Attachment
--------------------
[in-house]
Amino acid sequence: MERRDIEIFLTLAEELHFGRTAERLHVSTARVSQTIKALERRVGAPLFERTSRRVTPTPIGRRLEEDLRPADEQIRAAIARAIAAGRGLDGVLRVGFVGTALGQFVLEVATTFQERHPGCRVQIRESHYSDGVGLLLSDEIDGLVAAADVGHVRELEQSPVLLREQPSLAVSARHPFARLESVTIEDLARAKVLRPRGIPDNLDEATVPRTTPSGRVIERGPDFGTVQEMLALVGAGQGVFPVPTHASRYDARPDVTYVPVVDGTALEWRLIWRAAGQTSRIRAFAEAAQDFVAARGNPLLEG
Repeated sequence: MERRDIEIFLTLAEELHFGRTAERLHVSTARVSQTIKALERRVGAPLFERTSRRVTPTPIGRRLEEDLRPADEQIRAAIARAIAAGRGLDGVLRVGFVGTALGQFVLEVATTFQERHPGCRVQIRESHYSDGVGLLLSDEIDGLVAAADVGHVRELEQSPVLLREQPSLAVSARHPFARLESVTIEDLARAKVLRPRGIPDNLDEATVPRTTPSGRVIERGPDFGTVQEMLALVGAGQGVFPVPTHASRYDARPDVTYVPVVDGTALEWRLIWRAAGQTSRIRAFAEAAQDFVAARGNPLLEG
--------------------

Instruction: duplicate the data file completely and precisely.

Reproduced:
[in-house]
Amino acid sequence: MERRDIEIFLTLAEELHFGRTAERLHVSTARVSQTIKALERRVGAPLFERTSRRVTPTPIGRRLEEDLRPADEQIRAAIARAIAAGRGLDGVLRVGFVGTALGQFVLEVATTFQERHPGCRVQIRESHYSDGVGLLLSDEIDGLVAAADVGHVRELEQSPVLLREQPSLAVSARHPFARLESVTIEDLARAKVLRPRGIPDNLDEATVPRTTPSGRVIERGPDFGTVQEMLALVGAGQGVFPVPTHASRYDARPDVTYVPVVDGTALEWRLIWRAAGQTSRIRAFAEAAQDFVAARGNPLLEG
Repeated sequence: MERRDIEIFLTLAEELHFGRTAERLHVSTARVSQTIKALERRVGAPLFERTSRRVTPTPIGRRLEEDLRPADEQIRAAIARAIAAGRGLDGVLRVGFVGTALGQFVLEVATTFQERHPGCRVQIRESHYSDGVGLLLSDEIDGLVAAADVGHVRELEQSPVLLREQPSLAVSARHPFARLESVTIEDLARAKVLRPRGIPDNLDEATVPRTTPSGRVIERGPDFGTVQEMLALVGAGQGVFPVPTHASRYDARPDVTYVPVVDGTALEWRLIWRAAGQTSRIRAFAEAAQDFVAARGNPLLEG